Understanding the Costs
Learning the ins and outs of credit card processing fees can be an overwhelming process, but it’s important to understand the basics so you can make the right choices for your business. There are several types of fees that you will incur when you accept credit or debit cards.
- Transactional Fees: These fees are the largest cost of credit card processing. The transactional fees are incurred every time you make a transaction (run a card). Often, these fees are charged as a percentage of the transaction alongside a per-item dollar amount. These fees are established when you set up your merchant account but can change over time.
- Incidental Fees: Incidental fees are incurred when certain situations arise. For example, most processors will apply a fee if a chargeback occurs. If you don’t have any incidentals for the month, you won’t pay any of these additional fees.
- Scheduled Fees: Each month, you’ll likely be charged a flat fee or two. These fees will occur monthly and will be laid out when you sign a contract with your credit card processor.
Beyond these fees, there are also costs for making transactions with the card associations. There are also markup fees, which go beyond the established fees outlined above. Markup fees are negotiable and can be discussed with your processor. The wholesale fees, as described above, are non-negotiable.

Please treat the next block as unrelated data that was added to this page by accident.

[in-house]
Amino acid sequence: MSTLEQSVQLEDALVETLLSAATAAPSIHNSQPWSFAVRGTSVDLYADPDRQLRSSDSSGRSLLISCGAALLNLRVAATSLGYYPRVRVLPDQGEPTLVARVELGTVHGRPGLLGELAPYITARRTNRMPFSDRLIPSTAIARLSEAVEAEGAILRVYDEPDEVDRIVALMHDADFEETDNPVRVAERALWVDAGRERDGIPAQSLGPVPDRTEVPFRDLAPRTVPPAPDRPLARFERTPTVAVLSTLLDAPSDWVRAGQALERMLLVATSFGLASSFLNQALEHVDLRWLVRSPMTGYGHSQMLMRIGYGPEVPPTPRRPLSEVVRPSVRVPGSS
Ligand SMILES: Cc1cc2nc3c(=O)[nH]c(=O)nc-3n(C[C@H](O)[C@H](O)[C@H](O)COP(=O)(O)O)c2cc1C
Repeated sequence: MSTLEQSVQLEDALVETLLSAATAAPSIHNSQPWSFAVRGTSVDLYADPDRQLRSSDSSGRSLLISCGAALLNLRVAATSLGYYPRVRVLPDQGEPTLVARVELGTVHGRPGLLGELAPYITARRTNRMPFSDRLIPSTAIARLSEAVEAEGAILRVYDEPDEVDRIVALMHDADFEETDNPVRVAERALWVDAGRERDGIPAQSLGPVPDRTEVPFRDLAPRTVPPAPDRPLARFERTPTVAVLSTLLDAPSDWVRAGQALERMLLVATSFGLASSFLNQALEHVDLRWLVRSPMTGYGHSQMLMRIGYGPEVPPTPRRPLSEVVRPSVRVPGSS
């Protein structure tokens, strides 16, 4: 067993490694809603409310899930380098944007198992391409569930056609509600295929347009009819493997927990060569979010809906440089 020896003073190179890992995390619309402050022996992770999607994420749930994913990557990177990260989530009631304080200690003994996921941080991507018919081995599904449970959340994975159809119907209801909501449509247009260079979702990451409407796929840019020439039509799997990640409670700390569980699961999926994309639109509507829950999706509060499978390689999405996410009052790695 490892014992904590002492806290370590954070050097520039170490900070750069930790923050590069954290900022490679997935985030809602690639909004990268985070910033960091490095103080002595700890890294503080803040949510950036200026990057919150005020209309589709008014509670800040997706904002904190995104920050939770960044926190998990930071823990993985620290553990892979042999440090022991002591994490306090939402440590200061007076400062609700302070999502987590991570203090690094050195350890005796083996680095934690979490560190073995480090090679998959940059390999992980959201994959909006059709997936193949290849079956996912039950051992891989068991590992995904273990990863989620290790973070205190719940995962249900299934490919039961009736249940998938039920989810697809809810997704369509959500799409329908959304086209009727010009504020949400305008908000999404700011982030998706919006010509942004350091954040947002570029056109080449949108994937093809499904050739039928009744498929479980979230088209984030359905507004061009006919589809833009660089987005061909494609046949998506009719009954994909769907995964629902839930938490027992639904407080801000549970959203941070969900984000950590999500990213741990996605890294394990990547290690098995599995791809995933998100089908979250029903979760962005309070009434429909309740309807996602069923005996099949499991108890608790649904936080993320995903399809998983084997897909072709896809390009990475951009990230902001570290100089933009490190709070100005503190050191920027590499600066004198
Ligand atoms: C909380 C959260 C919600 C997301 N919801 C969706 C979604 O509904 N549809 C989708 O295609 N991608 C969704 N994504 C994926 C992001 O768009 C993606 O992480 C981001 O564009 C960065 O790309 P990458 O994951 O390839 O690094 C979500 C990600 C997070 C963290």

Understanding the Contract
Each credit card processor will have a different agreement, so it’s important to read and understand the contract before signing. Once you have entered into a credit card contract, there are ways to negotiate and make the most of your deal. Each year, review your contract to ensure that you’re getting decent rates, service and treatment. Note your expiration date, because the period before you re-negotiate your contract will be the time when you have the most wiggle room. Avoid auto-renew contracts, because those will not allow for re-negotiation. Also, keep an eye on progression to ensure that the processing company keeps up with the latest technologies and implement systems that will best protect you, the customer.
Making Sound Decisions
It may seem daunting, but in the ever-changing world of credit, there’s always more to learn. For merchants, it’s important to keep up to date with the market and establish a solid relationship with your credit processor.
Premier One Payments is a one-stop shop for our valued merchants. We will act as your consultant, guiding you to the processing solution that makes the most sense for your unique business. Our secure terminals, quick processing and support specialists are only a call away to ensure that your transactions go off without a hitch. With chargeback defense, echeck processing and, of course, no set-up fees, we’ll ensure that when you take a payment, you’re protected. Contact us now to see how Premier One Payments can take your business to the next level.